Speaking of which, the characters that you can choose to play as in Taiko no Tatsujin Switch have special characteristics that will enhance or lower the difficulty level of your game. Extra characters and songs are unlocked once you reach certain milestones. It shouldn’t take you more than a few hours to unlock everything in the game.

In Performance Mode (aka playing the songs you want), you can play with another friend by simply sharing another Joy-Con, using up to 2 Drum Controllers, or using two pairs of Joy-Con or two Nintendo Switch Pro Controllers. There are no strict rules on the controllers you have to use, so feel free to mix and match. You can change the rules for each song. At the end of the song, you get to see who has the highest score, and that’s it. Multiplayer works as it should be but it’s really bare bones, similar to how it’s done at the arcades.

Taiko no Tatsujin Switch also supports Performance Mode for up to 4 players, but you’ll need at least 2 to 4 Nintendo Switch consoles in order to play. We couldn’t comment on how the local wireless multiplayer option plays until we get to try it out with more players.

Besides Performance Mode, there’s also something called Party Mode, a mode where up to 4 players can participate on a single Switch. In Party Mode, you get to play multiple mini games against other players, most of which are inspired by Japanese culture. Vacant slots are filled up by CPU players, which are a hit or miss in different games. The mini games are pretty similar to the ones found in Rhythm Heaven, whereby you need to hit the button at the right time by looking or hearing for cues. The player who achieves the highest score wins.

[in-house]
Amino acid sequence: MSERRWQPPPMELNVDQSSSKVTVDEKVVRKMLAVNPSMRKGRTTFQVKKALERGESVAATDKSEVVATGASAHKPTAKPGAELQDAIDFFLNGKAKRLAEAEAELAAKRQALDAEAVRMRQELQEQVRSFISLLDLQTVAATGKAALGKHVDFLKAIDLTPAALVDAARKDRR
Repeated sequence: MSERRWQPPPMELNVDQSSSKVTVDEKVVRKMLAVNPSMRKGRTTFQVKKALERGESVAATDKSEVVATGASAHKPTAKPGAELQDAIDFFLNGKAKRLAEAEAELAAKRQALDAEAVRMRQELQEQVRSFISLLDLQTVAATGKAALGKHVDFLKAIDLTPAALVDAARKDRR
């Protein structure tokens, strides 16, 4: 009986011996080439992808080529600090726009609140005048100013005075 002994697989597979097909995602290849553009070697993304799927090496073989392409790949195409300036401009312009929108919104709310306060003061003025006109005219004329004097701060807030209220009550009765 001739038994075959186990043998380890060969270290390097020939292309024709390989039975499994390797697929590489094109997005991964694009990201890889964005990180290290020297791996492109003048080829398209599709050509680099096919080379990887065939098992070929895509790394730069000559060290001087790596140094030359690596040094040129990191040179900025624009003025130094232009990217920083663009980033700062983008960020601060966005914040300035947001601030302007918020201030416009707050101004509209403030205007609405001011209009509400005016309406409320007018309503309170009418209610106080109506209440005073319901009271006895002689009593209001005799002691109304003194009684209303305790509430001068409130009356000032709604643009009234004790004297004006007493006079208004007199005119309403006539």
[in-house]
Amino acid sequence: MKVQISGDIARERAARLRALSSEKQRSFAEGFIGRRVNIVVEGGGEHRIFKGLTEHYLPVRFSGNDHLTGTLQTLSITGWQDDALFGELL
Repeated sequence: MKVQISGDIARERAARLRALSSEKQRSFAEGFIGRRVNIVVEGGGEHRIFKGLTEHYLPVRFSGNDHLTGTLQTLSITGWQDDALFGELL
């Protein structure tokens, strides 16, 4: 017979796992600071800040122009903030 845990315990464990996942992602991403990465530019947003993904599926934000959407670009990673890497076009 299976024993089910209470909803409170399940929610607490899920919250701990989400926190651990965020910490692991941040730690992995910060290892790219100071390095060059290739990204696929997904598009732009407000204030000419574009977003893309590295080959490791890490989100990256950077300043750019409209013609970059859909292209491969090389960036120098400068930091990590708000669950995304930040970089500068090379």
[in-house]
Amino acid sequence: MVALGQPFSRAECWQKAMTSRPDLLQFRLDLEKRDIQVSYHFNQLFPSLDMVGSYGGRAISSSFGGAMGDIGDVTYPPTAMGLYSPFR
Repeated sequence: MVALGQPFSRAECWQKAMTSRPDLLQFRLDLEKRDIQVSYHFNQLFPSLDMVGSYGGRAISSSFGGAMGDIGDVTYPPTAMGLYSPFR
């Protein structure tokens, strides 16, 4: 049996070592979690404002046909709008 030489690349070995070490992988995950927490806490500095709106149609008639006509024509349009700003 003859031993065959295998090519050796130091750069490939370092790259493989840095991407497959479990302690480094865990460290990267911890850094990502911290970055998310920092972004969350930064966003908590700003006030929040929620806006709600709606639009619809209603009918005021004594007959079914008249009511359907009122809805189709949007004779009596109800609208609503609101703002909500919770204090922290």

For instance, there’s a mini game where waiters will serve up ramen, so players have to hit the button at the right time in order to eat it. If you’re too fast or too slow, you’ll fail. In another mini game, you’ll need to time when and how you wave your flag based on the conductor’s instructions.

Party Mode mini games are generally fun to play, and there are over a dozen of them. There are three types of mini games – competing against everyone else, competing against a team, and everyone working together. You unlock more mini games (usually tougher versions) as you get better at them. Again, control schemes such as the touch screen, button controls, and Furi Furi Ensou are supported.

Conclusion

Taiko no Tatsujin: Nintendo Switch Version looks and feels the same as the Taiko no Tatsujin experience offered at arcades around the world. To fully harness the potential of Nintendo Switch, multiple control options are supported, and the game looks and plays beautifully in TV Mode and Handheld Mode. It’s really relaxing and fun to play.

I’d say that the Switch version of Taiko no Tatsujin is superior to previous titles, given that this is the first Taiko no Tatsujin console experience that’s portable. Multiplayer is a huge plus, and so are the 74 Japanese songs included with the game (unless you don’t like Japanese songs). More songs will probably be added in the future in the form of paid DLC.

There’s really no excuse not to pick this up as a free English patch will go live on August 9. Even so, Taiko no Tatsujin: Nintendo Switch Version is understandable to those who don’t understand Japanese, as it’s pretty much self-explanatory even through the game’s instructions.

Overall, I’d say Taiko no Tatsujin: Nintendo Switch Version is a title you must buy as long as you’re a Taiko no Tatsujin fan. For those of you new to the series and are looking for a relaxing, casual, and fun party game to pick up, this is also something for you. I am looking forward to the next two Taiko no Tatsujin titles that are coming to Switch – this won’t be the last as Wii U and 3DS each received three Taiko no Tatsujin titles.

The Good:

  • Great list of popular Japanese songs
  • Lots of control styles and they all play well
  • Multiplayer is excellent
  • Party Mode is fun
  • Mario, Kirby, Splatoon, and Pokemon references

The Bad:

  • English patch doesn’t arrive until August 9

Soup Verdict: The best Miso Soup you’d ever have.

9/10
9/10

The physical and digital versions of Taiko no Tatsujin: Nintendo Switch Version and the Drum Controller are now available for purchase via Amazon Japan. Read our guide to find out how to purchase.